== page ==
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  • The Reign of ErrorNorth American Information Politics and the French Revolution, 1789–1795
  • Jordan E. Taylor (bio)

"It was as if the French Revolution took place in Canada," remembered the Canadian radical Henri-Antoine Mézière. After the eruption of what would become the French Revolution in 1789, Mézière described how Canadians would assemble "in the towns in small groups, tell each other about the latest news received, rejoice with each other when the news is favorable to the French and grieve (but not desperately) when it is unfavorable." Most Canadians held deep ties to France, and their participation in the French empire remained in living memory. Likewise, the inhabitants of the United States felt a kinship for their recent allies in the American war for independence and enthusiastically celebrated the early French Revolution. One U.S. commentator remarked on the "eagerness with which the information [about France] is sought for, and the joy expressed" by the "very considerable majority" of Americans at the revolution's developments. In these early years, almost all North Americans shared a hope that the French people would remake their nation, and perhaps the world, in the image of liberty.1

But only a few years later, beginning in late 1792, North Americans' [End Page 437] pro-revolutionary consensus began to dissipate. Considering the course of events in France—the overthrow of the monarchy, the outbreak of war, the onset of violence, and the attacks on religion—this might appear to be a natural response to events. But Canadian observers responded to these troubling events very differently than Americans. In the United States, controversy raged. Many Americans, especially radicals and those aligned with the Republican party, continued to celebrate France's revolutionary politics until nearly the end of the decade. But others, especially Federalists and their allies, turned firmly against it early on. In contrast, few Canadians dared to publicly support revolutionary France by 1793.

One reason for this wide spectrum of opinion was that North Americans did not all hear the same accounts or read the same reports about revolutionary France. They had no transparent window onto the revolution. Instead, they relied on unstable and unreliable Atlantic information networks to learn about events in France. A range of contingent external forces, many of them unleashed by the French revolutionary wars, transformed these information networks and produced an uneven distribution of news across the continent. By the middle of the decade, Canadians accessed and curated a relentlessly anti-revolutionary stream of news, while Americans could pick and choose from a wider variety of news sources.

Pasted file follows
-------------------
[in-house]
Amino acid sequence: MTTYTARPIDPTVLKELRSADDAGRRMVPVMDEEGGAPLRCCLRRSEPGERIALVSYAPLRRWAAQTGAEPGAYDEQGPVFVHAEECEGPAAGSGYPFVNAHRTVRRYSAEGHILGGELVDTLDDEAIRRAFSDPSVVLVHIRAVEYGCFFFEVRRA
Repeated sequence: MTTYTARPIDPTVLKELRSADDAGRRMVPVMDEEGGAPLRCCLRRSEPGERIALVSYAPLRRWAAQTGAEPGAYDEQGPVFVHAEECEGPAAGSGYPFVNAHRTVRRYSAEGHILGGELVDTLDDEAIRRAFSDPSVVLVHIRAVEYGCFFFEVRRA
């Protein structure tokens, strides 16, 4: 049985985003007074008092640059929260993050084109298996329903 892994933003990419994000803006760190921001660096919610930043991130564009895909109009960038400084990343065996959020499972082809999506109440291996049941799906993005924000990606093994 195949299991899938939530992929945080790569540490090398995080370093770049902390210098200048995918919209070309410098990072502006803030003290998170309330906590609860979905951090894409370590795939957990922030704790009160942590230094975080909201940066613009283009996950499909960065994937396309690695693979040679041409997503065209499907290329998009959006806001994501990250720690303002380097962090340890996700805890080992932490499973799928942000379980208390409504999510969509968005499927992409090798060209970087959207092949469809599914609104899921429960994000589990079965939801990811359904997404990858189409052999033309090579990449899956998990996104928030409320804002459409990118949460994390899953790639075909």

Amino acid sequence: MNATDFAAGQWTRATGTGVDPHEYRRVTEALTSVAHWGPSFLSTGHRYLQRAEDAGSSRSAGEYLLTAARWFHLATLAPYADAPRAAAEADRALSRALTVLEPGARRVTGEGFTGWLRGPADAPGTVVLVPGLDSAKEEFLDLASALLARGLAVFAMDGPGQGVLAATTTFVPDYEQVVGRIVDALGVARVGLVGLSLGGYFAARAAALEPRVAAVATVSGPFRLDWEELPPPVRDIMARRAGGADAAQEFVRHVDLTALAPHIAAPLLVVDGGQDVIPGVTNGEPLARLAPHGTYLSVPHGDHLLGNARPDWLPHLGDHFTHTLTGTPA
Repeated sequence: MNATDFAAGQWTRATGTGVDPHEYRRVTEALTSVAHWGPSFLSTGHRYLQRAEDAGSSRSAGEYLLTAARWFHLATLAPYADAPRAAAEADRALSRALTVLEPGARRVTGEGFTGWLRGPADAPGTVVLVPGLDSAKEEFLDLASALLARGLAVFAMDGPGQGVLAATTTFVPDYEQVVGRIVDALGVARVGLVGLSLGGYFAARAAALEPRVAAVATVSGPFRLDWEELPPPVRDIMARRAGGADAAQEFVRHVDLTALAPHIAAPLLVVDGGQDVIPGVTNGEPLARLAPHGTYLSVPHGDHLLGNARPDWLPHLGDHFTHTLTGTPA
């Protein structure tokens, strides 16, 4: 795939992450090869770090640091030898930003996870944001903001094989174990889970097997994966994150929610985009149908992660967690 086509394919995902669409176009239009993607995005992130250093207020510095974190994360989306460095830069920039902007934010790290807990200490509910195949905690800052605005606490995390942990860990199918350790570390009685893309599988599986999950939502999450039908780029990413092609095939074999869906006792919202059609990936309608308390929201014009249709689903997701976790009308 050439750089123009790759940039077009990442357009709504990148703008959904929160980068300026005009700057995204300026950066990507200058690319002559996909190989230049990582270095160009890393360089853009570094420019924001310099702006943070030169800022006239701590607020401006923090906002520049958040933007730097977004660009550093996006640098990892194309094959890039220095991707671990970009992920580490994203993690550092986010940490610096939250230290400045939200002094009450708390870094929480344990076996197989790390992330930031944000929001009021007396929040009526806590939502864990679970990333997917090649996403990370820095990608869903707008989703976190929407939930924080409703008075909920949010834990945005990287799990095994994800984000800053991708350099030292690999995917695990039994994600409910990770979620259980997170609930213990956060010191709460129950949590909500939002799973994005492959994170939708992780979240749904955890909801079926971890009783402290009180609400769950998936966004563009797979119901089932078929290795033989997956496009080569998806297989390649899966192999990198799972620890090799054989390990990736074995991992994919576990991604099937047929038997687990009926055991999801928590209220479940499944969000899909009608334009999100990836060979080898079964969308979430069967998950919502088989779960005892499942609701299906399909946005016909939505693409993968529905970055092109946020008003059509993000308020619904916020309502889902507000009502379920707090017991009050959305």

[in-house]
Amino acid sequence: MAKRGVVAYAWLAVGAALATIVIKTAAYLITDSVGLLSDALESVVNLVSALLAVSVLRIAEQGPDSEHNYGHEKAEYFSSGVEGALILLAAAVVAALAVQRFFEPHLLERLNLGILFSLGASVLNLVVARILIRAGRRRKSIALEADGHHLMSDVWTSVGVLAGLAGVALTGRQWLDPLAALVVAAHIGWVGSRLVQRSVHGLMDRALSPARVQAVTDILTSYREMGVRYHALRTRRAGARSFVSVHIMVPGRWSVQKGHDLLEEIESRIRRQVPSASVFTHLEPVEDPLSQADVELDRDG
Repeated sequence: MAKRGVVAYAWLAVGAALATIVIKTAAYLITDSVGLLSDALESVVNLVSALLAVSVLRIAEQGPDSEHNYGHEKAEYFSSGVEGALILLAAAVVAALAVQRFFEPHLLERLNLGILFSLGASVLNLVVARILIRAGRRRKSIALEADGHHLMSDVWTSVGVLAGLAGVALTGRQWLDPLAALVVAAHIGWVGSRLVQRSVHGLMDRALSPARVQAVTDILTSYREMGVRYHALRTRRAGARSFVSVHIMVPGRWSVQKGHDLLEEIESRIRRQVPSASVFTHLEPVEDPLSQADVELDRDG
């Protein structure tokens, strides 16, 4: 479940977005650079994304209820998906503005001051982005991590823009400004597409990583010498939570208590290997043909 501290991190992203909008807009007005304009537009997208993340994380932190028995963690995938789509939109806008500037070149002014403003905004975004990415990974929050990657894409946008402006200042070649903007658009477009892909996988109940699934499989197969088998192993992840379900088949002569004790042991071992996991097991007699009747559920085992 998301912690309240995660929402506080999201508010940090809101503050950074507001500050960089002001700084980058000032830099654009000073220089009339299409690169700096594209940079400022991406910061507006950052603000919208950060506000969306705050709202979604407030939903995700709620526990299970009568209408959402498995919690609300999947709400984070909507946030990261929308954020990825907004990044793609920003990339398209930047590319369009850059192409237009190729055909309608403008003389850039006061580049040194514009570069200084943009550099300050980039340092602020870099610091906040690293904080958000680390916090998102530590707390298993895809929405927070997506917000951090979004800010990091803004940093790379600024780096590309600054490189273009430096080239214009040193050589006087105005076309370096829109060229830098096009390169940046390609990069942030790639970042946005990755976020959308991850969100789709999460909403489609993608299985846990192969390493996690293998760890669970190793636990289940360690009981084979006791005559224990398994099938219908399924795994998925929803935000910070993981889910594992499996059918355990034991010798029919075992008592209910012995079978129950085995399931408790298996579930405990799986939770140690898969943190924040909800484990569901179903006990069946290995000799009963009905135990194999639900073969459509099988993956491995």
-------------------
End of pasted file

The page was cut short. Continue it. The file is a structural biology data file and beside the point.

By shaping how North Americans observed the French Revolution, these divergent information networks transformed the political cultures of the United States and Canada during the 1790s. Over the past two decades, scholars of early North American politics have drawn on Jürgen Habermas's insights about the "public sphere" to produce a rich understanding of the complex interplay between political ideologies and social and cultural practices. Yet while this scholarship approaches political culture from the inside out, there is also much to be gained by understanding how external forces constrained early North American politics and discourse. From this perspective, we might see politics taking place not only in inward-facing spheres, but also in outward-facing nodes within Atlantic networks.2 [End Page 438]

Scholars often employ the word "network" to describe the exchange or mobility of persons, ideas, and commodities across space. Many kinds of networks existed in the early Atlantic world. Some were pre-arranged, formal, and relatively robust, such as national postal systems or diplomatic networks. Others were more informal and ad hoc, such as the movement of refugees or the so-called "republic of letters." Atlantic information networks tended more toward the latter. Like many networks in the early modern Atlantic, their existence depended on commercial exchange. With the exception of some regularly scheduled packet boats, Atlantic information networks had no independent existence. Rather, the movement of information across oceanic space was largely a byproduct of the movement of commercial vessels. These ships sailed at times and to destinations that might maximize their profit, not when and where they might ensure the...


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pp. 437-466
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